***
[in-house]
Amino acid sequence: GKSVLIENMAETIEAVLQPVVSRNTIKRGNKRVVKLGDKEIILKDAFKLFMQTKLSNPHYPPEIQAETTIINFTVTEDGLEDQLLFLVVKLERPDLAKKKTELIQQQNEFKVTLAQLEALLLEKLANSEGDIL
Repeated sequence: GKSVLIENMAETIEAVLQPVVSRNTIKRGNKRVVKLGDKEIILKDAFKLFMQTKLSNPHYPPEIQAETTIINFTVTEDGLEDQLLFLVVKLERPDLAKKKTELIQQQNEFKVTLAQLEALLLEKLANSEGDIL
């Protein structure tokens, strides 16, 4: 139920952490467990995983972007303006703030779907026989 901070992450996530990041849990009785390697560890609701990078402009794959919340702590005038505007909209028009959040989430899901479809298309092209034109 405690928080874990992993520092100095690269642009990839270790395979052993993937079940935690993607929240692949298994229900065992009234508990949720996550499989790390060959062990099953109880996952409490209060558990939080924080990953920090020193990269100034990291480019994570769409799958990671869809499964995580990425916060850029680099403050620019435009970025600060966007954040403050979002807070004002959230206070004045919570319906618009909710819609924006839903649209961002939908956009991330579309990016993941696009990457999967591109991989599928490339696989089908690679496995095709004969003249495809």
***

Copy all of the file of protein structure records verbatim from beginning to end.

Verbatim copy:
[in-house]
Amino acid sequence: GKSVLIENMAETIEAVLQPVVSRNTIKRGNKRVVKLGDKEIILKDAFKLFMQTKLSNPHYPPEIQAETTIINFTVTEDGLEDQLLFLVVKLERPDLAKKKTELIQQQNEFKVTLAQLEALLLEKLANSEGDIL
Repeated sequence: GKSVLIENMAETIEAVLQPVVSRNTIKRGNKRVVKLGDKEIILKDAFKLFMQTKLSNPHYPPEIQAETTIINFTVTEDGLEDQLLFLVVKLERPDLAKKKTELIQQQNEFKVTLAQLEALLLEKLANSEGDIL
């Protein structure tokens, strides 16, 4: 139920952490467990995983972007303006703030779907026989 901070992450996530990041849990009785390697560890609701990078402009794959919340702590005038505007909209028009959040989430899901479809298309092209034109 405690928080874990992993520092100095690269642009990839270790395979052993993937079940935690993607929240692949298994229900065992009234508990949720996550499989790390060959062990099953109880996952409490209060558990939080924080990953920090020193990269100034990291480019994570769409799958990671869809499964995580990425916060850029680099403050620019435009970025600060966007954040403050979002807070004002959230206070004045919570319906618009909710819609924006839903649209961002939908956009991330579309990016993941696009990457999967591109991989599928490339696989089908690679496995095709004969003249495809």